Stathis Papaioannou wrote:

> My brain must
> at some subconscious level have the structure of the whole sentence spanning 
> a 2 second interval
> t1-t2 or else the sentence could not be generated.

It's still unclear to me from the above whether we're in agreement or
not. I'm concerned that you may be assuming what is to be explained,
owing to an illegitimate sleight of intuition. That is, it's so normal
for us to think in terms of the overall 'sequence of moments' that it's
easy to forget that the posit for OMs is that they are *informationally
closed* with respect to other OMs (this is the point I've been debating
with Peter, with which I thought you agreed). If OMs are thus closed,
then it must follow that whatever information is required to generate
the experience of 'a given moment' (under-defined, but see below)
*must* be contained in its entirety within *some* (but of course not
every) OM.

Were that not the case, *no* individual OM would contain all the
elements of a coherent conscious experience, and by the same token
*any* coherent conscious experience would necessarily have to span
*multiple* OMs. But any such assumption - i.e. meta-assembly of data
over multiple OMs - is precisely what we wish to rule out of our
account. A 'successor' OM - and any conscious state dependent on it -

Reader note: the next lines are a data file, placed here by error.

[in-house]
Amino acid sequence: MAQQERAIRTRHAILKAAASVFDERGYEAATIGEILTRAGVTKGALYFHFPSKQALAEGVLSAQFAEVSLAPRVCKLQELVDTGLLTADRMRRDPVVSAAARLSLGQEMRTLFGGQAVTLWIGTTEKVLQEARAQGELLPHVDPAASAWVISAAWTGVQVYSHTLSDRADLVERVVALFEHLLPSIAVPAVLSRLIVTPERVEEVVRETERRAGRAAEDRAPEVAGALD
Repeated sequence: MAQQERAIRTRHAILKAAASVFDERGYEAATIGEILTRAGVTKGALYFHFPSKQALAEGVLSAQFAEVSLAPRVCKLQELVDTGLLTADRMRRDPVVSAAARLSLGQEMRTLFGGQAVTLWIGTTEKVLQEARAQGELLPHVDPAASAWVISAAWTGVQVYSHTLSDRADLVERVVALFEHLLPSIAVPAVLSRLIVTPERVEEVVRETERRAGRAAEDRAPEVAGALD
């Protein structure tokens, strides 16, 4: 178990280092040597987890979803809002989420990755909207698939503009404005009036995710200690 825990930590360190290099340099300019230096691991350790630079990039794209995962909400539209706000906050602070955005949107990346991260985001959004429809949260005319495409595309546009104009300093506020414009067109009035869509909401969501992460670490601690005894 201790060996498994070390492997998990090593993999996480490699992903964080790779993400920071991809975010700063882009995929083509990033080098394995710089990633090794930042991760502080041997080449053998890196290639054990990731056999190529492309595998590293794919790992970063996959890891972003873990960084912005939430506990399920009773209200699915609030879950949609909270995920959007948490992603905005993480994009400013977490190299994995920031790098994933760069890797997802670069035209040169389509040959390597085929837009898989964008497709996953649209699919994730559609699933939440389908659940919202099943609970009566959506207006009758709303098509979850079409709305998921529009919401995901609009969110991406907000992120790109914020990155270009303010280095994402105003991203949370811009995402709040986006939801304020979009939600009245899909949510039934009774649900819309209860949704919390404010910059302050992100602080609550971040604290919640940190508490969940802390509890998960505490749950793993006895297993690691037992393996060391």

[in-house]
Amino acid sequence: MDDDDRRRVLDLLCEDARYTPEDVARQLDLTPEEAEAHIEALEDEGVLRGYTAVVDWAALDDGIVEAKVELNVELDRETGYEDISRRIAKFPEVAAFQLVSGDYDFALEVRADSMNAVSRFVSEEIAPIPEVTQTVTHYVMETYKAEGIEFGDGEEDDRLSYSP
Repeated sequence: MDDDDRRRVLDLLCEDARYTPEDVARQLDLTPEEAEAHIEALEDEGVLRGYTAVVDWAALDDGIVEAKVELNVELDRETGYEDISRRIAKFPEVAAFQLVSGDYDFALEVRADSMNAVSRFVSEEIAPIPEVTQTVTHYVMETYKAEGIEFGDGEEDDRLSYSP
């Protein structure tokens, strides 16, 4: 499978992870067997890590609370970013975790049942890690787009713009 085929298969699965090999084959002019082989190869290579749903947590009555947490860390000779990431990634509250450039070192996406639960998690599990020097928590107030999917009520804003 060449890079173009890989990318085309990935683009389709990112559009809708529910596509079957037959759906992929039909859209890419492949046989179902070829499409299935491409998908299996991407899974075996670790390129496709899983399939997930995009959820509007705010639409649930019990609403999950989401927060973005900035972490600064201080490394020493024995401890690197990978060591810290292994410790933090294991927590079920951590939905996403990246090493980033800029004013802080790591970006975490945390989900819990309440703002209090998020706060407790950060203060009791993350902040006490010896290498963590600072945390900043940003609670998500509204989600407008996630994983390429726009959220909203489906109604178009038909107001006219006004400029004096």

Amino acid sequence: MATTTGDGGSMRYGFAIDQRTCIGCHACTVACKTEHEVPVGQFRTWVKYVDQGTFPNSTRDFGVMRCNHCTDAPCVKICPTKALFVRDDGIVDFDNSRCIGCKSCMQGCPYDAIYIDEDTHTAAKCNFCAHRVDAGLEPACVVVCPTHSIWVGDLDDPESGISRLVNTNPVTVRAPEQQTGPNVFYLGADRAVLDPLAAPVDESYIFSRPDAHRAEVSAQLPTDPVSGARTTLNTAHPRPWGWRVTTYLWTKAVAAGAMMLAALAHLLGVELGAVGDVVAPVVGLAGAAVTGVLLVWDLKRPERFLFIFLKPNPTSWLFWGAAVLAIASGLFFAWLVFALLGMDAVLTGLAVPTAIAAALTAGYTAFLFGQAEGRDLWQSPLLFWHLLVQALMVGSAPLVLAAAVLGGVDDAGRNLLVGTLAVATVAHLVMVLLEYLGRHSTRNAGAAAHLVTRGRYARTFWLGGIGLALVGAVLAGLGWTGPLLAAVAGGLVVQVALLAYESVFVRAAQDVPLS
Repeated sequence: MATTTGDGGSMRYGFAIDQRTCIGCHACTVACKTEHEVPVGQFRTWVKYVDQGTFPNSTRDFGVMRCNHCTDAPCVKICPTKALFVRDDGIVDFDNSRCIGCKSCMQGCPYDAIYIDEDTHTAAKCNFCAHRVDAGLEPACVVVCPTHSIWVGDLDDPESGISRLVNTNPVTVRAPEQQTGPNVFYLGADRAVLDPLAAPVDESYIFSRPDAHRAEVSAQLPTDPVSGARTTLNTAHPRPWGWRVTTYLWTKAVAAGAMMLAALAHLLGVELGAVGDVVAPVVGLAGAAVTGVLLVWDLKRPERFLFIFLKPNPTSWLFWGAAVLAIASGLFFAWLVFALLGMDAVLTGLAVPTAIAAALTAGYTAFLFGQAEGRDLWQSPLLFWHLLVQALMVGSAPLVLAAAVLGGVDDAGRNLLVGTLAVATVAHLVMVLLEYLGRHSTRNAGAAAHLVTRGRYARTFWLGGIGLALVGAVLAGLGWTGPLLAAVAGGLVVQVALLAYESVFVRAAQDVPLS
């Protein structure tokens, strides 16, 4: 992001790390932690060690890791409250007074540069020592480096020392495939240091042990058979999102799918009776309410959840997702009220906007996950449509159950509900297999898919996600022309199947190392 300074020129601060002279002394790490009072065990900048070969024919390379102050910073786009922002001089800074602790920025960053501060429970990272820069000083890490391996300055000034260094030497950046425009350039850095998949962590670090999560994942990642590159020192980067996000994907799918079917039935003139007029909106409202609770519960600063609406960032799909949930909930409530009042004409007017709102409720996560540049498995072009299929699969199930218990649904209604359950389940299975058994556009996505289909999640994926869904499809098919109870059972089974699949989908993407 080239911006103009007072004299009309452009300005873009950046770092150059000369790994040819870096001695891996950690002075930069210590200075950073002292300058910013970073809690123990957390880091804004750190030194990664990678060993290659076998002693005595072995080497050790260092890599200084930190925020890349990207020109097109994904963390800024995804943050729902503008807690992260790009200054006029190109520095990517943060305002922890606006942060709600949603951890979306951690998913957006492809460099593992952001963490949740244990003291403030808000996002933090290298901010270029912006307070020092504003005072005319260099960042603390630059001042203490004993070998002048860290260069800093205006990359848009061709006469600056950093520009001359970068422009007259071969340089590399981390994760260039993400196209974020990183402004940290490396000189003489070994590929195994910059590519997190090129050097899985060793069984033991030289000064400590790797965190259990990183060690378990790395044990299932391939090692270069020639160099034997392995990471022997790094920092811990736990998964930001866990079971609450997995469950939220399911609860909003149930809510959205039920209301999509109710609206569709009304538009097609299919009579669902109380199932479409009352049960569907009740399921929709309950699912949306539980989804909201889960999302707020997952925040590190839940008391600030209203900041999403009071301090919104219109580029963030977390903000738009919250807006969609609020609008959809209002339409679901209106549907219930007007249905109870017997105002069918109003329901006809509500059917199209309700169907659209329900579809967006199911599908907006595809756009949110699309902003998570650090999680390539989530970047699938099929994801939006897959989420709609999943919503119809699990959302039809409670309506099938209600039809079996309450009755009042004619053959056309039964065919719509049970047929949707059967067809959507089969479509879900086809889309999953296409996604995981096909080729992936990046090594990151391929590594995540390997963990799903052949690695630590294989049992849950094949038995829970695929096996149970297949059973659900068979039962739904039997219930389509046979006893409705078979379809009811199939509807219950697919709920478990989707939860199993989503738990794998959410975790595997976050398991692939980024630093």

must simply 'forget' anything about 'prior' OMs that is not re-encoded
within it - beyond such encoding, everything else is simply radically
absent. A metaphor here might be a cine-film. An OM is then a frame. If
all you have is a single frame, then your 'experience' must be strictly
limited to whatever is contained in that frame, unless you can somehow
surreptitiously sneak a glance at - or recall at will - other frames.

> we rely on the machinery of the brain keeping track of everything to generate 
> successive
> moments of consciousness which pull everything back into coherence.

Is what you say above consistent with the constraints on OMs in my
account? I think perhaps we may intend the same thing here.

This consideration, at least, strongly suggests (IMO entails) something
entirely non-trivial about what the brain is actually doing (your
'engineering problem'), beyond representing simple 'snapshots' from
external input. To overcome the 'OM constraint', it needs to assemble,
from these 'instants', 'rolling constructs', each of which encodes an
updated version of the 'specious present', *simultaneously*
representing multiple snapshots and their relations. It may be entirely
owing to such 'time capsules' (as Barbour, taking this issue seriously,
implies) that we are able to assemble and implement a dynamic
experience of 'time'. In fact, we can be pretty sure that there is a
brain mechanism doing something like this, because as Colin recently
reminded us, there are syndromes that interfere with it, changing the
'dynamic granularity' (refresh rate). So our dynamic experience - the
'A-series' - may depend critically on such 'time-synthesising'
mechanisms within brain structure and function, rather than mapping in
a simple sequential way to external 'B-series' events. And this of
course would then make sense of why such biological time-mechanisms
would have evolved. That is, because successive improvement in the
ability to represent, and consequently discriminate and respond to, an
environment perceived as dynamic events and processes at variable
levels of granularity, confers obvious survival advantage.


> David Nyman writes:
> > > As for memory being encoded in or accessible to an OM, that is an